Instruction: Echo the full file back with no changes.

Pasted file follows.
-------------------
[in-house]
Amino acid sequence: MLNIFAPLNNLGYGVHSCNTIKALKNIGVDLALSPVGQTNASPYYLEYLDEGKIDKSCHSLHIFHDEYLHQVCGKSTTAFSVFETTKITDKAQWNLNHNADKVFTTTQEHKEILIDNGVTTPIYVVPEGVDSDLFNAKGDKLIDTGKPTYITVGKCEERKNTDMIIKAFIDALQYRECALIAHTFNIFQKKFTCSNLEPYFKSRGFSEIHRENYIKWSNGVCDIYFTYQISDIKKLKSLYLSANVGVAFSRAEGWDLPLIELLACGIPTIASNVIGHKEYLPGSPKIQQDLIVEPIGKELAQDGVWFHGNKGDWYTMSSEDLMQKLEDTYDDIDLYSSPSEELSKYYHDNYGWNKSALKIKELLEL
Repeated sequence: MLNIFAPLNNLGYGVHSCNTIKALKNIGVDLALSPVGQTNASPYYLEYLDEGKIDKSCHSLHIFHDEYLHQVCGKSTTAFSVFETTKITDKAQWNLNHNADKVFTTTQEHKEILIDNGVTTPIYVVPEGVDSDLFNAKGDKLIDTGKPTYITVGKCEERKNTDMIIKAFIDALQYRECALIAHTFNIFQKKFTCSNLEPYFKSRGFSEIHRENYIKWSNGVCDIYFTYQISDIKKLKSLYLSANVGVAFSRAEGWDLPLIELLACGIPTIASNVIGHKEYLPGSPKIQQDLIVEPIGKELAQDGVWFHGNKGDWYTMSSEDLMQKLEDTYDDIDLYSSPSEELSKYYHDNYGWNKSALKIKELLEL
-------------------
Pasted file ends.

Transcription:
[in-house]
Amino acid sequence: MLNIFAPLNNLGYGVHSCNTIKALKNIGVDLALSPVGQTNASPYYLEYLDEGKIDKSCHSLHIFHDEYLHQVCGKSTTAFSVFETTKITDKAQWNLNHNADKVFTTTQEHKEILIDNGVTTPIYVVPEGVDSDLFNAKGDKLIDTGKPTYITVGKCEERKNTDMIIKAFIDALQYRECALIAHTFNIFQKKFTCSNLEPYFKSRGFSEIHRENYIKWSNGVCDIYFTYQISDIKKLKSLYLSANVGVAFSRAEGWDLPLIELLACGIPTIASNVIGHKEYLPGSPKIQQDLIVEPIGKELAQDGVWFHGNKGDWYTMSSEDLMQKLEDTYDDIDLYSSPSEELSKYYHDNYGWNKSALKIKELLEL
Repeated sequence: MLNIFAPLNNLGYGVHSCNTIKALKNIGVDLALSPVGQTNASPYYLEYLDEGKIDKSCHSLHIFHDEYLHQVCGKSTTAFSVFETTKITDKAQWNLNHNADKVFTTTQEHKEILIDNGVTTPIYVVPEGVDSDLFNAKGDKLIDTGKPTYITVGKCEERKNTDMIIKAFIDALQYRECALIAHTFNIFQKKFTCSNLEPYFKSRGFSEIHRENYIKWSNGVCDIYFTYQISDIKKLKSLYLSANVGVAFSRAEGWDLPLIELLACGIPTIASNVIGHKEYLPGSPKIQQDLIVEPIGKELAQDGVWFHGNKGDWYTMSSEDLMQKLEDTYDDIDLYSSPSEELSKYYHDNYGWNKSALKIKELLEL